Australian cerebral palsy community comes together to celebrate World CP Day

Australian cerebral palsy community comes together to celebrate World CP Day
Posted on Wed 6 Oct 2021

The Australian cerebral palsy community will mark World Cerebral Palsy Day on 6 October with a new campaign to celebrate and support the 34,000 Australians living with the condition.

Each year, World CP Day encourages people around the world to come together to celebrate and support those living with cerebral palsy, embrace diversity and to help create a more accessible future.

In 2021, World CP Day is launching the #MillionsOfReasons campaign, encouraging those in the cerebral palsy community to speak up and share stories of encouragement, inspiration and express pride in those living with cerebral palsy.

Cerebral palsy is the most common physical disability in childhood, with roughly 500 Australians born every year born with cerebral palsy. Globally that figure is one baby every three minutes, and more than 17 million people live with cerebral palsy around the world.

#MillionsOfReasons aims to raise awareness about cerebral palsy by highlighting the scale and prevalence of the condition and the multitude of reasons the condition deserves more attention, more funding and more support.

Since being launched in 2012 by Cerebral Palsy Alliance, World CP Day has expanded to become a major annual event celebrated in 110 countries.

This period has coincided with significant progress in detecting and treating cerebral palsy, as well as preventative measures and the development of exciting new technologies to assist people living with cerebral palsy to enjoy greater independence. Australia is a world leader in cerebral palsy and has pioneered many of these advancements.

But despite these advancements, cerebral palsy remains under-recognised in the wider community, with many people unaware of the condition and the misconceptions about cerebral palsy.

To combat this, World CP Day has launched a myth-busting content series alongside Millions of Reasons to educate and inform about the complexities of cerebral palsy.

Together, World CP Day will harness the power of the passionate cerebral palsy community and unite people with disabilities, their families, allies and supporters to create lasting and meaningful change for people with cerebral palsy.

 “Through the collective efforts of Australian researchers, enormous progress has been made in the treatment and prevention of cerebral palsy in recent years. While we still have a long way to go in improving access, inclusion and opportunities for people living with cerebral palsy, World CP Day

allows us to reflect on the breakthroughs that have been made to support people with cerebral palsy to live their lives to their full potential,” said Professor Iona Novak, Cerebral Palsy Alliance Chair of Allied Health at The University of Sydney.

 “My reason for celebrating World CP Day is simple: disabled people worldwide deserve to live rich lives full of possibility and wonder. We’re more than a sad story. We’re whole human beings and our joy is revolutionary and radical because apparently, it’s still unexpected. The only way to change that is through visibility and education,” said Hannah Diviney, a disability advocate, campaigner and editor of Missing Perspectives.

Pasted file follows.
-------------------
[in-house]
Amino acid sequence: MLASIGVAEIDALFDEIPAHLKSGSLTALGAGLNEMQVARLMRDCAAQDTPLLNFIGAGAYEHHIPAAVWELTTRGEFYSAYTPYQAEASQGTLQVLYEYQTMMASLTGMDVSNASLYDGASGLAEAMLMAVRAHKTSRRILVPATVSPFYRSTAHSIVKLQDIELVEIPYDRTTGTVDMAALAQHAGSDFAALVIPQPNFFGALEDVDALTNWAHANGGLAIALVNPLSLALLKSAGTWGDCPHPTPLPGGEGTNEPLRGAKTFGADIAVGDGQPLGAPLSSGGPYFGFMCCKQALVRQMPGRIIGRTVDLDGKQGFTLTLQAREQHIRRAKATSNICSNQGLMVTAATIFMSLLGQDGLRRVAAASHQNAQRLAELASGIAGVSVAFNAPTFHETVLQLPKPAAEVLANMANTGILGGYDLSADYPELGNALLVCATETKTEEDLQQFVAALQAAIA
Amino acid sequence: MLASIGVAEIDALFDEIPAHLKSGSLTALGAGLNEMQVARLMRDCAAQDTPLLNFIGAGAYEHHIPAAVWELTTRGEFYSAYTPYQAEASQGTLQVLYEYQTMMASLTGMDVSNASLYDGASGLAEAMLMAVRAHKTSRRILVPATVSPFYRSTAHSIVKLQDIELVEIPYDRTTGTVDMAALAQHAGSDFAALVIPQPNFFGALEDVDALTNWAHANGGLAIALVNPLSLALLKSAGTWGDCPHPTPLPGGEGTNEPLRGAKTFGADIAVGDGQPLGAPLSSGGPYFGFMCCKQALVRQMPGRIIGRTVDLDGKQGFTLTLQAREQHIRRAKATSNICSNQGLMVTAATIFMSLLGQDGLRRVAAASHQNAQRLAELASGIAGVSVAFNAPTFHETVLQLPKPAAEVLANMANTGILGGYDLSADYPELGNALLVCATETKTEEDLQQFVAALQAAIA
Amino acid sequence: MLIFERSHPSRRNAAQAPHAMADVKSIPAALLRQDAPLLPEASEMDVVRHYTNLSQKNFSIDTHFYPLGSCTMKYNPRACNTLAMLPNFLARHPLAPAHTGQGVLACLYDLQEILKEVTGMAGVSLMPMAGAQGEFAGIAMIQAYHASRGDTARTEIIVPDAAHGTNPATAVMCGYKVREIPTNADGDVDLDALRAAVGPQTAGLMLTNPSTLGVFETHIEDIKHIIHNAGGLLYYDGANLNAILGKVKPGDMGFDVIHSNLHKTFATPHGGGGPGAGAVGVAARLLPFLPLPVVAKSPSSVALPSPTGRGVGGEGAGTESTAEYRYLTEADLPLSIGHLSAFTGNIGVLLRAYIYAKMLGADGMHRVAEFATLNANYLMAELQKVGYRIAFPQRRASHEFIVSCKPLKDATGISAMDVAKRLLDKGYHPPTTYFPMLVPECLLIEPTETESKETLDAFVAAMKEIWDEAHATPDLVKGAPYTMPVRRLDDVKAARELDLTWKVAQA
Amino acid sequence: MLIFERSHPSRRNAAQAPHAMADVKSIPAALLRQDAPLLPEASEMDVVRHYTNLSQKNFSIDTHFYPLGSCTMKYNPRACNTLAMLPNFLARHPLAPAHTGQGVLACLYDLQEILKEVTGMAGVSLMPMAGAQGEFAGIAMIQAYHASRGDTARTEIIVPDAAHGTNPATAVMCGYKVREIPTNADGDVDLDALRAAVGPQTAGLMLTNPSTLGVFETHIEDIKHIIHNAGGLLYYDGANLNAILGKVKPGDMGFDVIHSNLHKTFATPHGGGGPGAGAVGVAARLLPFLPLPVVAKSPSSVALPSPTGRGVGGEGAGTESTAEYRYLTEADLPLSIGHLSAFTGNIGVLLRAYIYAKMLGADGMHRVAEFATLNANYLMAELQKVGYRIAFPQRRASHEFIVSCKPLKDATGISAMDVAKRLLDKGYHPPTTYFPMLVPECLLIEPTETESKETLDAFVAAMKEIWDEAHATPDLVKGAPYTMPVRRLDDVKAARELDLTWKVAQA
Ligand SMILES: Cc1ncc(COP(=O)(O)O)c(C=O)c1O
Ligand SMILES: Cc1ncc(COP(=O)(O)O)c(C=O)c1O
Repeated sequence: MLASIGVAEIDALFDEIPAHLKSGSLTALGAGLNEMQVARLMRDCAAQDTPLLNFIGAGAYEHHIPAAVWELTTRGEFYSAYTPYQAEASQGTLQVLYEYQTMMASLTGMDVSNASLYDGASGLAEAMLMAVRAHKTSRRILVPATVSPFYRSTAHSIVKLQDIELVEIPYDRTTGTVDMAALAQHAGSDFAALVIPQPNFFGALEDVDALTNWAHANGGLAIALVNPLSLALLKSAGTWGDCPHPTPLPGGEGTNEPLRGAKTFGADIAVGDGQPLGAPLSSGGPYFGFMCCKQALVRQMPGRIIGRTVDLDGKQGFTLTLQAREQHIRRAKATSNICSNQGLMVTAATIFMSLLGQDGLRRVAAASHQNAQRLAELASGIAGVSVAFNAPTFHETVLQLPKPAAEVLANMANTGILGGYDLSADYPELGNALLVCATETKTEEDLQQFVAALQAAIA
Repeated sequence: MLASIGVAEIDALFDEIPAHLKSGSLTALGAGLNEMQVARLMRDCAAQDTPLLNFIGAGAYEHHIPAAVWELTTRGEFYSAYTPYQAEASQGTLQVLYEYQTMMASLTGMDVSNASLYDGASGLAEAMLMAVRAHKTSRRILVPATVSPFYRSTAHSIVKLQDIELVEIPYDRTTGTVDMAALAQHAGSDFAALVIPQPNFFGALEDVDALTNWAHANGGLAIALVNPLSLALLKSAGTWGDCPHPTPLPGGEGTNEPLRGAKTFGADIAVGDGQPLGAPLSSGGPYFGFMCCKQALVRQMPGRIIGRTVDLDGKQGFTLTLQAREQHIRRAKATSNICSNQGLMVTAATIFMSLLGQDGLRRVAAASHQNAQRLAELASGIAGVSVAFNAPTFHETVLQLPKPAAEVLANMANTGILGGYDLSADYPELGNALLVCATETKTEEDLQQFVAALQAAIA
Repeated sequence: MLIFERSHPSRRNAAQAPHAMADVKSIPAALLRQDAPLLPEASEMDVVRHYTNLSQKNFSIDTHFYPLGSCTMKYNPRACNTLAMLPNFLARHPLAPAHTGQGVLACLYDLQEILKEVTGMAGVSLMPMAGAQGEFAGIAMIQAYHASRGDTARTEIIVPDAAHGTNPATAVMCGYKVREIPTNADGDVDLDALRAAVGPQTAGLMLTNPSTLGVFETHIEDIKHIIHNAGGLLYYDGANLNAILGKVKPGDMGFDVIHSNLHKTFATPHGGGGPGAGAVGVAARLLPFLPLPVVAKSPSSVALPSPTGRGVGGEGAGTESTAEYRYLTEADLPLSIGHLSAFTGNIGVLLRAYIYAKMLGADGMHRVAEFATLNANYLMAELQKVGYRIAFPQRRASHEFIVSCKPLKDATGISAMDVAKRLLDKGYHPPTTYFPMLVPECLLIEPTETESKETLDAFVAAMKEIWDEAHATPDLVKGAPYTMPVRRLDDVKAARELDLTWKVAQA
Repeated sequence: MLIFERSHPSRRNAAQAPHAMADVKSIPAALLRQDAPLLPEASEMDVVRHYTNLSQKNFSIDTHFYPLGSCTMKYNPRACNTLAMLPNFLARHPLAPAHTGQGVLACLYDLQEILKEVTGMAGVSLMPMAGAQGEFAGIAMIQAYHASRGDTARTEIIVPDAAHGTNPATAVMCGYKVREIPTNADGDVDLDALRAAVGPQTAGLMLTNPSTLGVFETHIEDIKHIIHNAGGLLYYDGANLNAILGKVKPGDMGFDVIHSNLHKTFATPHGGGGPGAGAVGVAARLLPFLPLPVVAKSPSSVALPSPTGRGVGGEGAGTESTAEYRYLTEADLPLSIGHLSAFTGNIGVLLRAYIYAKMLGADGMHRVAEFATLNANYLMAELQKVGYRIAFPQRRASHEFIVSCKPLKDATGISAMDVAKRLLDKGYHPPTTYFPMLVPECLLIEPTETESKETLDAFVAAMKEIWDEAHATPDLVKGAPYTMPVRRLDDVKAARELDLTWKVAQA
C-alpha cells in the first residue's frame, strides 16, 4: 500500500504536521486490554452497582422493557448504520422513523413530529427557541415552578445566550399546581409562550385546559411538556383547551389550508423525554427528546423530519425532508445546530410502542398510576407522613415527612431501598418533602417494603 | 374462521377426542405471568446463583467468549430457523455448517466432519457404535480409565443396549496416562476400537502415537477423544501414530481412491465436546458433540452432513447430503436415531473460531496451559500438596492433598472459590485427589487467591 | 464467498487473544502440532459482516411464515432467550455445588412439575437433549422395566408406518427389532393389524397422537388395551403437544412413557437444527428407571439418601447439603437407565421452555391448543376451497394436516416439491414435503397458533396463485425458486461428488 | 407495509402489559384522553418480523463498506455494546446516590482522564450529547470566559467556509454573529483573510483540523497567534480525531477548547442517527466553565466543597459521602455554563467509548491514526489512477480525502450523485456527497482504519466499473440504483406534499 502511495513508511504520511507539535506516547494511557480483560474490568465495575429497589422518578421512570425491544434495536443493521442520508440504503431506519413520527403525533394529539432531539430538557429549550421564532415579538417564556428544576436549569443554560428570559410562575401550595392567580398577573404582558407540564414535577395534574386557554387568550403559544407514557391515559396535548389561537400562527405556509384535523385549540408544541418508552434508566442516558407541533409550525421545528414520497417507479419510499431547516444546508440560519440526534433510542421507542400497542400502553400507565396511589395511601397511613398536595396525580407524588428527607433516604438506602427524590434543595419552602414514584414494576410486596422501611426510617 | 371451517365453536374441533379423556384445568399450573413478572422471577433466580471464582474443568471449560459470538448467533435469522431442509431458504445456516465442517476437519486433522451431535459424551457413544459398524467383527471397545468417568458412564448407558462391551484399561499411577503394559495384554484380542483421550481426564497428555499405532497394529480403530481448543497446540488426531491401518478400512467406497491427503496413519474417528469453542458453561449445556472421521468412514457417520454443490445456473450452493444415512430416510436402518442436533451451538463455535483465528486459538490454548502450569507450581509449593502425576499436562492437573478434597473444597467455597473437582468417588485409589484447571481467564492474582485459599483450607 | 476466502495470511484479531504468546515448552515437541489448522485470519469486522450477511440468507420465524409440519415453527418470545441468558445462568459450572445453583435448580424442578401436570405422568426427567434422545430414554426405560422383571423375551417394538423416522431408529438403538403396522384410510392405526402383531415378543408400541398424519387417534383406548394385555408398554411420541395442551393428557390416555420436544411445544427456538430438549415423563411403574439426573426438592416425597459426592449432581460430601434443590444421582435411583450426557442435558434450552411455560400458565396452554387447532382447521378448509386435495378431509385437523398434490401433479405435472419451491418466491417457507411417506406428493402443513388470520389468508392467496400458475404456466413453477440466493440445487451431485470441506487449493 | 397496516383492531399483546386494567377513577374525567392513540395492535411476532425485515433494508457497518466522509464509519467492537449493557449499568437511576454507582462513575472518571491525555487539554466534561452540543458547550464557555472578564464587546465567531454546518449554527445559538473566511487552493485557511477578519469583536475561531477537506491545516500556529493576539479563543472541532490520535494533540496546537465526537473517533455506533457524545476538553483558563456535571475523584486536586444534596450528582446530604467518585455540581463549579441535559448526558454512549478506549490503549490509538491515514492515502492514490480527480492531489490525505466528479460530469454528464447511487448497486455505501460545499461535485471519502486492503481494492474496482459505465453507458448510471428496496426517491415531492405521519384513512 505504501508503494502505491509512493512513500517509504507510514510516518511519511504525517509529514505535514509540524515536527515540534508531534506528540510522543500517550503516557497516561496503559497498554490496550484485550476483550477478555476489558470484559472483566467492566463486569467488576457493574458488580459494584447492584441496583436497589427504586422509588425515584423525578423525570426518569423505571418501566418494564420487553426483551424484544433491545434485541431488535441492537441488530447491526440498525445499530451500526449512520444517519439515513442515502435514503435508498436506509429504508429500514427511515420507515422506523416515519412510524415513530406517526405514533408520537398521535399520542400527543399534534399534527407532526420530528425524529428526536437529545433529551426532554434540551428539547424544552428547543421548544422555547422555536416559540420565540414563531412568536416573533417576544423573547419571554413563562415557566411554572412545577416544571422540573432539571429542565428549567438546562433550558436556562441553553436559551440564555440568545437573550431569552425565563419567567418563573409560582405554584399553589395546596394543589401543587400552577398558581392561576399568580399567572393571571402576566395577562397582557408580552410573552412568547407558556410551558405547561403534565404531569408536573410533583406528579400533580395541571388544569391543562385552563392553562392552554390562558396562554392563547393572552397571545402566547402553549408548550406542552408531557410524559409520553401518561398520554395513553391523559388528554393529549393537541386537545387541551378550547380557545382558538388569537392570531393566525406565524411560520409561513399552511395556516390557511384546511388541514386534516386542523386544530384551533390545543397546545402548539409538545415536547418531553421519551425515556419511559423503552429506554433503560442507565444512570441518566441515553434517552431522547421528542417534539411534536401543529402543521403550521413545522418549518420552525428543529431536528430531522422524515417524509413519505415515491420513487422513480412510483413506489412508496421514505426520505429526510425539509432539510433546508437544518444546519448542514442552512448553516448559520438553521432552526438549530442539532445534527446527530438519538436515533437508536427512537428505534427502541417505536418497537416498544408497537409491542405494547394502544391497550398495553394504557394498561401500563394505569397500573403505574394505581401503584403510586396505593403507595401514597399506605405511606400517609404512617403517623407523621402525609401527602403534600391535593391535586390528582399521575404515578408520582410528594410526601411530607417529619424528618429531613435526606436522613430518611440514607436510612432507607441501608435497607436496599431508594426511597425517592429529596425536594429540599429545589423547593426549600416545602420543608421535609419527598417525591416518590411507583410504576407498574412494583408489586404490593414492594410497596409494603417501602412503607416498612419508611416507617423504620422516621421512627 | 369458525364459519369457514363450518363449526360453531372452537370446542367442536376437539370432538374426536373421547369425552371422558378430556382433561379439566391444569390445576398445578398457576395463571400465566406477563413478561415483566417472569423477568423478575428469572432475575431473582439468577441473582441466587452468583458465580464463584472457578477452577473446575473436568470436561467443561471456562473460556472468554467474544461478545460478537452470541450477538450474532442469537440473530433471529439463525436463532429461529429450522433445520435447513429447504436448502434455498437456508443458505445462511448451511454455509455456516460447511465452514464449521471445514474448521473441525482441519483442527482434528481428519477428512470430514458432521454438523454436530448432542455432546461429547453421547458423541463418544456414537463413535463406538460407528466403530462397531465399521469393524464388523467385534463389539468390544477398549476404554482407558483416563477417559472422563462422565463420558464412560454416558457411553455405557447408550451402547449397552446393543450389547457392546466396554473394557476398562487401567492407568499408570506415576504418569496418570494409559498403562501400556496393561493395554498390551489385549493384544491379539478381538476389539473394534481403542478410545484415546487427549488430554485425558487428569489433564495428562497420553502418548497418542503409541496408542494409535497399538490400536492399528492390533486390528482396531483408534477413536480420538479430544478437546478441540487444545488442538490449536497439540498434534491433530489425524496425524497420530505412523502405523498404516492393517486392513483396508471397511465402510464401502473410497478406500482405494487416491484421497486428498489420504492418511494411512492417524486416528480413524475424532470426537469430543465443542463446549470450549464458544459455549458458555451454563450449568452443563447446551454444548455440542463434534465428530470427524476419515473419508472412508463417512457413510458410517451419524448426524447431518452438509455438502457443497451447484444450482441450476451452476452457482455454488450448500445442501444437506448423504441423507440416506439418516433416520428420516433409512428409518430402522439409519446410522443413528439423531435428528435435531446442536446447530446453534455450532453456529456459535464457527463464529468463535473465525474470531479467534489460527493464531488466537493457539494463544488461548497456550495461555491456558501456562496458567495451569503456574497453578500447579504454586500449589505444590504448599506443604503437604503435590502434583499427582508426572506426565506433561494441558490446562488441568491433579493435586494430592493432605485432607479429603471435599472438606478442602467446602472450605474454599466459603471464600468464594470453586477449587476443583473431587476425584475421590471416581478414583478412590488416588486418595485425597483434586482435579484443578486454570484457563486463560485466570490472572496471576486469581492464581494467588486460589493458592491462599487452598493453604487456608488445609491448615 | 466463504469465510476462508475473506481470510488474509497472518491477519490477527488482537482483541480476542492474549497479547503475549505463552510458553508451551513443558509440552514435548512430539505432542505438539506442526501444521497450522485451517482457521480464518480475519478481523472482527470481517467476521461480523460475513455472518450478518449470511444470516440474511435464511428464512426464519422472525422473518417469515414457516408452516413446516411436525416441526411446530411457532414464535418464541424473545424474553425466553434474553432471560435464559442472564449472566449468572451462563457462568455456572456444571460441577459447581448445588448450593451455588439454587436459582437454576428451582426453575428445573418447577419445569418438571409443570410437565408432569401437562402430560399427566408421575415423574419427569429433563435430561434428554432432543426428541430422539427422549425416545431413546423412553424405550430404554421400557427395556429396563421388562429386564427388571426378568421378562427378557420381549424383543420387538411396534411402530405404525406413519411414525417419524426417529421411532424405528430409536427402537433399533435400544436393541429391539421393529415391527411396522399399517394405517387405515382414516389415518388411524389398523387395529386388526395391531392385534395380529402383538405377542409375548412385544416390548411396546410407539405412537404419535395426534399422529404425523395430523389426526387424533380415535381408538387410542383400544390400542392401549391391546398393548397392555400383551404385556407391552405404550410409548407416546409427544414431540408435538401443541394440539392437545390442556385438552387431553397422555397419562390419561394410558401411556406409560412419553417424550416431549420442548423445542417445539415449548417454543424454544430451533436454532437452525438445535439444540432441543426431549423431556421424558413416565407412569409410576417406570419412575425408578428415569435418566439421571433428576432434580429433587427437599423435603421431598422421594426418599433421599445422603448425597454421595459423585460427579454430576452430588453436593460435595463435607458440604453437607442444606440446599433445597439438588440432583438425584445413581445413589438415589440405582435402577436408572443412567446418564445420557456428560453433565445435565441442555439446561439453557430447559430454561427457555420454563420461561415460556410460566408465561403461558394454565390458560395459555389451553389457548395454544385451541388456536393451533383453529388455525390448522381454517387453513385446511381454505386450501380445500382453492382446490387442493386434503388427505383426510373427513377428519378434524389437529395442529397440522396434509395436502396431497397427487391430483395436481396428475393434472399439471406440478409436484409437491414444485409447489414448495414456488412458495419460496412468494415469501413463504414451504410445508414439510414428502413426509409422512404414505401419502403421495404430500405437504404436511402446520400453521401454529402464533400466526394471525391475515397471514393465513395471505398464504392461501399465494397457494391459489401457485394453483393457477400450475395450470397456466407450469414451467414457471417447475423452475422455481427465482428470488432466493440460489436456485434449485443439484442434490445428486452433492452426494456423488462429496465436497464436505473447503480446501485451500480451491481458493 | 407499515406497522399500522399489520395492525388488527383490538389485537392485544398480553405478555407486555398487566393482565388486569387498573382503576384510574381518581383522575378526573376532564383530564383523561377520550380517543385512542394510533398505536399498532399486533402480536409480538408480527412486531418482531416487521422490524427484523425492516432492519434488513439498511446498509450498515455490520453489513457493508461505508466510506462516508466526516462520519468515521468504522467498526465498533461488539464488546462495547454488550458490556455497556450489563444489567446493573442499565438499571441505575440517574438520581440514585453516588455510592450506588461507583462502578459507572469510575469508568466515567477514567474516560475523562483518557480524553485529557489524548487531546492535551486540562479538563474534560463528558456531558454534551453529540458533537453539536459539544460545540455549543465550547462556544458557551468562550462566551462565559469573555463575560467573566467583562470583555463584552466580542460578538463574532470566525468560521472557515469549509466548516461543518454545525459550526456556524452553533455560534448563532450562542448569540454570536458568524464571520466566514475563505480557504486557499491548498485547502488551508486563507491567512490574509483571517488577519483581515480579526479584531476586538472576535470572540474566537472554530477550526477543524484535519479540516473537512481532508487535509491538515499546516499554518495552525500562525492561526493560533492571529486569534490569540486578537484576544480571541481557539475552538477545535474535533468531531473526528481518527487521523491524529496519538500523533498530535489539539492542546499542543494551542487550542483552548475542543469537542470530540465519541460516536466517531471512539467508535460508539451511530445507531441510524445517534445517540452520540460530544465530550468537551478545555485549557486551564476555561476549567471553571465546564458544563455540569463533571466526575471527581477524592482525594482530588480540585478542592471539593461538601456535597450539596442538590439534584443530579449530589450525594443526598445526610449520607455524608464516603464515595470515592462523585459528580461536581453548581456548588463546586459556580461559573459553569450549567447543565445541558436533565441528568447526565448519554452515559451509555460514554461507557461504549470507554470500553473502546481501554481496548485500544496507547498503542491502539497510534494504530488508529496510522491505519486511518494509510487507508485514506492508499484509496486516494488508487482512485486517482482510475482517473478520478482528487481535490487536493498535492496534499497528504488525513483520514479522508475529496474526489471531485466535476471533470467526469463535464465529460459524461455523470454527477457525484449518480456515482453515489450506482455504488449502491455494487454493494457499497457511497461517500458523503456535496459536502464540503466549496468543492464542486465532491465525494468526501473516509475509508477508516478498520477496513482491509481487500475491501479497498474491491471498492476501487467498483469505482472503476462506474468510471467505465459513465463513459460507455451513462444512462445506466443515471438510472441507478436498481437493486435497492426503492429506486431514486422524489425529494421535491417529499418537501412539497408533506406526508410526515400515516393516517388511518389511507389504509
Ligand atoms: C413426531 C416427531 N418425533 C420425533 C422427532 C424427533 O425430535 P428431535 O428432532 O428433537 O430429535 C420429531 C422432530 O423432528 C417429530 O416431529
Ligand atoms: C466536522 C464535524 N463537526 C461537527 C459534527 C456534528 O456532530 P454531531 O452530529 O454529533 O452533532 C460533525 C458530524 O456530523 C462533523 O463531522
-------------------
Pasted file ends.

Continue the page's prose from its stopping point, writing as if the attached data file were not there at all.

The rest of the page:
Recent breakthroughs in the treatment and prevention of cerebral palsy spearheaded by Australian researchers include:

  • The rate of cerebral palsy has been reduced from one in 500 babies to one in 700, with more people able to walk, move and talk independently;
  • CP can now be detected in babies at 12 weeks of age, with work underway to develop an automated, smartphone-enabled screening app for use by families and health practitioners;
  • The creation of the largest whole-country data register of CP in the world;
  • New research has confirmed causal link between the common virus CMV in pregnant woman and up to 10% of babies diagnosed with CP;
  • Introduction of preventative strategies during and shortly after pregnancy that can reduce the incidence of CP by 30%;
  • Introduction of early screening of CP for babies in NICU;
  • First clinical Australian (stem cell) trial using sibling cord blood cells, and;
  • New life-changing technologies in exoskeletons, robotics and brain interfaces enabling real-time communication, enhanced independence and mobility.


Facts about cerebral palsy:

Cerebral palsy is the most common physical disability in childhood, affecting a person’s movement and posture. There is no known cure. It results mostly from a brain injury during pregnancy, or in some cases around the time or shortly after birth.

It is a lifelong, complex, chronic condition that affects movement and posture. Its impact can range from a weakness in one hand, to almost a complete lack of voluntary movement.

1 in 4 with CP cannot talk

1 in 3 cannot walk

1 in 2 have an intellectual disability

3 out of 4 live with daily chronic pain

1 in 4 have epilepsy.

It’s Dogtober! October is officially the month dedicated to raising awareness of Assistance Dogs in Australia. To celebrate, we spoke to Paralympic gold medallist Amanda Reid about her experience as someone living with cerebral palsy and how her Assistance Dog has had a major positive impact on her wellbeing.

A cerebral (palsy) conversation with filmmaker, actor, advocate and CPA client, Emily Dash